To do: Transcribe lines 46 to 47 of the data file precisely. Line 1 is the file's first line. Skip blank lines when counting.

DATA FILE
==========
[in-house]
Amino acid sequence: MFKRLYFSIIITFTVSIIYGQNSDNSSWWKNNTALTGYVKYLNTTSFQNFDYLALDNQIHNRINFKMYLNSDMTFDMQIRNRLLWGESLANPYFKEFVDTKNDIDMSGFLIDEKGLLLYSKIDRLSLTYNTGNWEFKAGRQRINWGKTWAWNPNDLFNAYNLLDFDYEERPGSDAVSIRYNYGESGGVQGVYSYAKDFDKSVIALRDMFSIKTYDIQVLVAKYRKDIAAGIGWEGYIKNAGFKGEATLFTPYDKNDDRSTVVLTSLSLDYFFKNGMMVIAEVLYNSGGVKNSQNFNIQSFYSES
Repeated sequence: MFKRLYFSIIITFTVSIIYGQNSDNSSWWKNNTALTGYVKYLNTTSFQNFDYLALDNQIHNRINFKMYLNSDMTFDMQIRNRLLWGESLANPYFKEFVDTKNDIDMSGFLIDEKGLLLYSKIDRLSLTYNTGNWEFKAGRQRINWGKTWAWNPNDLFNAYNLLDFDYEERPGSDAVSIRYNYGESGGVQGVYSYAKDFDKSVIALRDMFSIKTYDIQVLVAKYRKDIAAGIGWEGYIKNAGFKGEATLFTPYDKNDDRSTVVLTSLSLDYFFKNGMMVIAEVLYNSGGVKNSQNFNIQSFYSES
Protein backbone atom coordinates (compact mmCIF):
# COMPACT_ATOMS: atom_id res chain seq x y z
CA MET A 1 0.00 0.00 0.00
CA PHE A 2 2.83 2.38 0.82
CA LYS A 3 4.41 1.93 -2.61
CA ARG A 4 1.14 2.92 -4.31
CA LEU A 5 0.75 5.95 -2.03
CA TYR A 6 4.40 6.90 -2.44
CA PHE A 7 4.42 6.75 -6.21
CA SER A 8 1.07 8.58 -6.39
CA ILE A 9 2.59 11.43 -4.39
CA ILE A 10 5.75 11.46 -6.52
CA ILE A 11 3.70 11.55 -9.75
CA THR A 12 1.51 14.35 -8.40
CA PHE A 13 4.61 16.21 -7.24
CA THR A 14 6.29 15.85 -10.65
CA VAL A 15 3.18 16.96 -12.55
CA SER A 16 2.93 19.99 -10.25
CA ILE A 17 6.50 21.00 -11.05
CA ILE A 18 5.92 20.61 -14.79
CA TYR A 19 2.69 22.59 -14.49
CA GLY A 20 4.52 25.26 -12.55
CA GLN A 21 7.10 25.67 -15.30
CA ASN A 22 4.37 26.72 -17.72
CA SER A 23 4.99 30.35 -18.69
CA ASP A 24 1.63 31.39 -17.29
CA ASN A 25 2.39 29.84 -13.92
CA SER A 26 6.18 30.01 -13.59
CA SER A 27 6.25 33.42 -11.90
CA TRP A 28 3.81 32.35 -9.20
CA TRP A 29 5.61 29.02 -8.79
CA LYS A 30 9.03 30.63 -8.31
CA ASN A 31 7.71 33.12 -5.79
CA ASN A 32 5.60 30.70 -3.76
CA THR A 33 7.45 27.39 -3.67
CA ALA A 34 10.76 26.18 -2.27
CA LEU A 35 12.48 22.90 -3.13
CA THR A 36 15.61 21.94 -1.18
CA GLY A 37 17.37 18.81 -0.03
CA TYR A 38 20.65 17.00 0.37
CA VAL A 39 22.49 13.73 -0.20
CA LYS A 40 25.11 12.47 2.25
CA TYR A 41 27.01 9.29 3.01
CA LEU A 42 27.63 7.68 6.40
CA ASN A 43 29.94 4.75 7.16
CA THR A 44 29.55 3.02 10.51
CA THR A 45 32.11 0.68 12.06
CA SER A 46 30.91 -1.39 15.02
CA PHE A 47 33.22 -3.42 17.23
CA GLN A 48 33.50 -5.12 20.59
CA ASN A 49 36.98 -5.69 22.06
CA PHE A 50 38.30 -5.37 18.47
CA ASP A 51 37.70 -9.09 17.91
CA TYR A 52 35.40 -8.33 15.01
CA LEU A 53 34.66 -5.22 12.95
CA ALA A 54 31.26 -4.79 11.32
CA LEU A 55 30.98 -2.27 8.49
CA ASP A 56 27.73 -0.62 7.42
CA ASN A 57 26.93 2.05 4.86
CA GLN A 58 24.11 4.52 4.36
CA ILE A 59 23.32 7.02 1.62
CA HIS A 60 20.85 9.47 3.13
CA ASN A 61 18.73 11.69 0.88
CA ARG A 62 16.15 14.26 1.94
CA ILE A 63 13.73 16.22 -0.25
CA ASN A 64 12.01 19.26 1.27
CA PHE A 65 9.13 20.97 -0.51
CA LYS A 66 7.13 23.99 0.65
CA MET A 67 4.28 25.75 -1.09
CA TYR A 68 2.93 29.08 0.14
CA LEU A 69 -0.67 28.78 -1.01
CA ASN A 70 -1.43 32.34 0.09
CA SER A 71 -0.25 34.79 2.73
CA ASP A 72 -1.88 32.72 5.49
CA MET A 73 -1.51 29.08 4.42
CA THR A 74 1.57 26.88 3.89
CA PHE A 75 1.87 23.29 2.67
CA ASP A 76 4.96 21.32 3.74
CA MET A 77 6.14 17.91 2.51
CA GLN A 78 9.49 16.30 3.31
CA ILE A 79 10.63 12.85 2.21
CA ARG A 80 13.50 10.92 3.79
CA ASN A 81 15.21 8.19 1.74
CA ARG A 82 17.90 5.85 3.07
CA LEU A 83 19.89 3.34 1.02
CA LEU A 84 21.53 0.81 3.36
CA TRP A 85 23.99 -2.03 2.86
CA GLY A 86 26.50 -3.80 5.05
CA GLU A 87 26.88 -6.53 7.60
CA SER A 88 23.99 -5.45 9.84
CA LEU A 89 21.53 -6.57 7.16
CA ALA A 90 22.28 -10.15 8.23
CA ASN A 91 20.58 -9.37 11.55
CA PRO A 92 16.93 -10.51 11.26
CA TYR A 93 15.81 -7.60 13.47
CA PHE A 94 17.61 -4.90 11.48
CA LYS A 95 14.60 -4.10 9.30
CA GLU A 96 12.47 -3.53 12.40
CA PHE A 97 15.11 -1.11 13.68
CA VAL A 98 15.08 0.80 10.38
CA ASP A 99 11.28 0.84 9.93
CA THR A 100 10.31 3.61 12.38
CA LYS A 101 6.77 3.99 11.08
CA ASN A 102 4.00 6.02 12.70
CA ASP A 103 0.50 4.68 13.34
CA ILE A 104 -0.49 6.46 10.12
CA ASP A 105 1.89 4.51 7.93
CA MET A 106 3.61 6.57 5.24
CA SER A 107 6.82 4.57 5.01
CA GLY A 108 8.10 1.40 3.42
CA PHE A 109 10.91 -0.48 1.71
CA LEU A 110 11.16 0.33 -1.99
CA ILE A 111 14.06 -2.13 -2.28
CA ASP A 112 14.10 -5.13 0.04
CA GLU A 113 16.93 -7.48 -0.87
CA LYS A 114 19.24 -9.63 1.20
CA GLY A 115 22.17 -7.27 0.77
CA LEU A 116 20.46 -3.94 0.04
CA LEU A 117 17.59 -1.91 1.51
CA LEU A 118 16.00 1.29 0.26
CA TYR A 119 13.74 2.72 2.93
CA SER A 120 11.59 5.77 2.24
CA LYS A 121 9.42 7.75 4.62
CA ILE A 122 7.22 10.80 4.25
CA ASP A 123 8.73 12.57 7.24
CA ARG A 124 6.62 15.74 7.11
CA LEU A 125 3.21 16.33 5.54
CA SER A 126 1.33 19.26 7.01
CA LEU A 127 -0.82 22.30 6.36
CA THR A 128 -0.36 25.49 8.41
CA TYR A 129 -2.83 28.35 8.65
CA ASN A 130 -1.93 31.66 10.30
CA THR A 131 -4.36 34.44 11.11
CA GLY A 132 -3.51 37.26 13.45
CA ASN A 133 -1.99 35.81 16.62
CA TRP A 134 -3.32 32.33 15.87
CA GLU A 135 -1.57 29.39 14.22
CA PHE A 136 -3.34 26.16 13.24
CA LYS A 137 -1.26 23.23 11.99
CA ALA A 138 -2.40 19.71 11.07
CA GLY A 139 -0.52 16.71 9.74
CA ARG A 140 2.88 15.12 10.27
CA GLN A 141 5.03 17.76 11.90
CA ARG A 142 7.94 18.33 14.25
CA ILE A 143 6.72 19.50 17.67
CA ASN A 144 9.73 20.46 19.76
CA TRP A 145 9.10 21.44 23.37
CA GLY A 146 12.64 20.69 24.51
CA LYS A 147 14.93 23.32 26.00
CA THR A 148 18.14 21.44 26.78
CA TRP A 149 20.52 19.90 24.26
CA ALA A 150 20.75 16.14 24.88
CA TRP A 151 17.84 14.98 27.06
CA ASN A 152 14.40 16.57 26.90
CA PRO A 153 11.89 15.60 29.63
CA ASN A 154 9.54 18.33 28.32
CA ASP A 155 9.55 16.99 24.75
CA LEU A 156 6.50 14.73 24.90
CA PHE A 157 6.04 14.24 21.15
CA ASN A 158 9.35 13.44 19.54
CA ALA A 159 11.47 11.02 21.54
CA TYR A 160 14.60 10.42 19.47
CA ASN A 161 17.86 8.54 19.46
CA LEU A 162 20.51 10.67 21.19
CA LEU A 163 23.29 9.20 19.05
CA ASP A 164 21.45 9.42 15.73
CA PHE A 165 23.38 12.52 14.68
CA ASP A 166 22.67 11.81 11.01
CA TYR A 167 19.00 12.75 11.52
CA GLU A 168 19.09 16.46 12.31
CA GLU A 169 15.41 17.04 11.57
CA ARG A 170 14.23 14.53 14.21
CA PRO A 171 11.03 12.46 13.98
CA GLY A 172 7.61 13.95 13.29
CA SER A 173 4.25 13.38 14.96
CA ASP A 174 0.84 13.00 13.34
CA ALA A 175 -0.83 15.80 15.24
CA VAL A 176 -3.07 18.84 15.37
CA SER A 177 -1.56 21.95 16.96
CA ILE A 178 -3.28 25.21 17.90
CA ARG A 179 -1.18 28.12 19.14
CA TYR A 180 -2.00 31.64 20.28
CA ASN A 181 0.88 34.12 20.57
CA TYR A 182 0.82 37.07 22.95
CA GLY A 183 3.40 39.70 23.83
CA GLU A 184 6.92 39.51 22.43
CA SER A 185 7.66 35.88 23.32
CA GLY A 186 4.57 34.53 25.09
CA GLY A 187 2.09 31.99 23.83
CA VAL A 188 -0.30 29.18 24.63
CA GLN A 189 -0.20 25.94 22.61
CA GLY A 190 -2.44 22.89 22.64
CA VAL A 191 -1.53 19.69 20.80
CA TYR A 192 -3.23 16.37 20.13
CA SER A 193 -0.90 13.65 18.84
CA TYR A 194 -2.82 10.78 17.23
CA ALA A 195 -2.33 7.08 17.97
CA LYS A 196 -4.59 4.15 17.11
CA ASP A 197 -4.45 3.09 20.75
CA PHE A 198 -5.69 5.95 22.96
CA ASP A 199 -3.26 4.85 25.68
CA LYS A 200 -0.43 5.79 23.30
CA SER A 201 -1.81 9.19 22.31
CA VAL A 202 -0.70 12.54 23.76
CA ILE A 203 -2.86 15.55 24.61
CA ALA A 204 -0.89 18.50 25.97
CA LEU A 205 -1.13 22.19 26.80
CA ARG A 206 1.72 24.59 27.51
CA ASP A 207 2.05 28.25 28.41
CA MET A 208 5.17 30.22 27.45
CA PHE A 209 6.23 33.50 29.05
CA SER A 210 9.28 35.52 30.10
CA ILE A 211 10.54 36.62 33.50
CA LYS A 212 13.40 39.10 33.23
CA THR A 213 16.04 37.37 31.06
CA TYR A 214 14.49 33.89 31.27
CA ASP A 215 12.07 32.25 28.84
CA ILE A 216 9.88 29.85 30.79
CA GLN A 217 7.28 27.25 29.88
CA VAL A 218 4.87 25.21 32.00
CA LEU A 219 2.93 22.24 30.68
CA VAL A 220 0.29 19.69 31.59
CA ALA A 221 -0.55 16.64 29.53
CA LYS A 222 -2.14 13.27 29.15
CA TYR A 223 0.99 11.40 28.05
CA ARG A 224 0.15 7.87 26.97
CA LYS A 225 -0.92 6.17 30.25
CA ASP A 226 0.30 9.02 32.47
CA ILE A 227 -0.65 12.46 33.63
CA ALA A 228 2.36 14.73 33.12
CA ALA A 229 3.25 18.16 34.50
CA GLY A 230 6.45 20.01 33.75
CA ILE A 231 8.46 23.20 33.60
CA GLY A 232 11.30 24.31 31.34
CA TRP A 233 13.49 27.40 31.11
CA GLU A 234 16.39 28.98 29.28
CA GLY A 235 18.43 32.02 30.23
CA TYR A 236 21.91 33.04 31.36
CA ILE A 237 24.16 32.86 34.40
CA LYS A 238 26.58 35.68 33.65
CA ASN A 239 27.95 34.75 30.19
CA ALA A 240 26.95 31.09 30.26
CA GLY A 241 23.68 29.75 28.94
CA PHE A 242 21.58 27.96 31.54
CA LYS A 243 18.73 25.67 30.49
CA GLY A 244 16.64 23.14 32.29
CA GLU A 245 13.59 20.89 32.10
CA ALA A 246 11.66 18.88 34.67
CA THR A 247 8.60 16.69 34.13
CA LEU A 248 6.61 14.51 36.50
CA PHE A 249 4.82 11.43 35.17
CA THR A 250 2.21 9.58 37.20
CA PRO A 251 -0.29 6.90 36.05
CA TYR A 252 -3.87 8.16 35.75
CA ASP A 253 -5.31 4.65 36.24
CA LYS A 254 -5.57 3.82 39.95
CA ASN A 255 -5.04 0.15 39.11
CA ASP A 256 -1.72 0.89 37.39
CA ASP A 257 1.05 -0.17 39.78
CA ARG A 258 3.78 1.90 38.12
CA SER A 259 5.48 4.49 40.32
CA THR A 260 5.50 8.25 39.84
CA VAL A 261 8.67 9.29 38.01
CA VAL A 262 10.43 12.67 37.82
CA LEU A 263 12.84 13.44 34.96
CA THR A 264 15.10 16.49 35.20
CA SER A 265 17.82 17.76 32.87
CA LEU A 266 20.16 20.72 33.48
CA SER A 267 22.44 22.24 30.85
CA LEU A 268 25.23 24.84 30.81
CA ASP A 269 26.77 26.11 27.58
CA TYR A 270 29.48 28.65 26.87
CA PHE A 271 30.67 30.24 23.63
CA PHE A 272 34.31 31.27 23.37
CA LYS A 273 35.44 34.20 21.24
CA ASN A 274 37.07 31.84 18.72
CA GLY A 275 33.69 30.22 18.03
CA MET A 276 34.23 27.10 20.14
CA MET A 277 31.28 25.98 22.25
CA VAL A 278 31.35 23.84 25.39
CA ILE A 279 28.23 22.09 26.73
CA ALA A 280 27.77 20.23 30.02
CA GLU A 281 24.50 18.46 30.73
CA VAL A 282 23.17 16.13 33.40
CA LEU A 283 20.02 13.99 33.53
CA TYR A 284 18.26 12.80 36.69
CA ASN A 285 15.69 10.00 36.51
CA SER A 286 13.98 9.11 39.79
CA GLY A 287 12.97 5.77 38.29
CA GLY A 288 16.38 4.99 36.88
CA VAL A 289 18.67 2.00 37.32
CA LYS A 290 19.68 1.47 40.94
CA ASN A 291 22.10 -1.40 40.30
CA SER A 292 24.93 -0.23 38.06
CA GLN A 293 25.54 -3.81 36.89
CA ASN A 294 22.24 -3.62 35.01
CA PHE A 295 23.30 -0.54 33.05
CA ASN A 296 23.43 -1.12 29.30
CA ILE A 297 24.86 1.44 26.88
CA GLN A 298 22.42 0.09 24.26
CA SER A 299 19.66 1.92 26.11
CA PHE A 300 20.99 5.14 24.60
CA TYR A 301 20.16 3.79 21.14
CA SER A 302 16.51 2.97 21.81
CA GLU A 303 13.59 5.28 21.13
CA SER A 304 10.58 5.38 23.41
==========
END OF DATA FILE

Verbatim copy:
CA TYR A 41 27.01 9.29 3.01
CA LEU A 42 27.63 7.68 6.40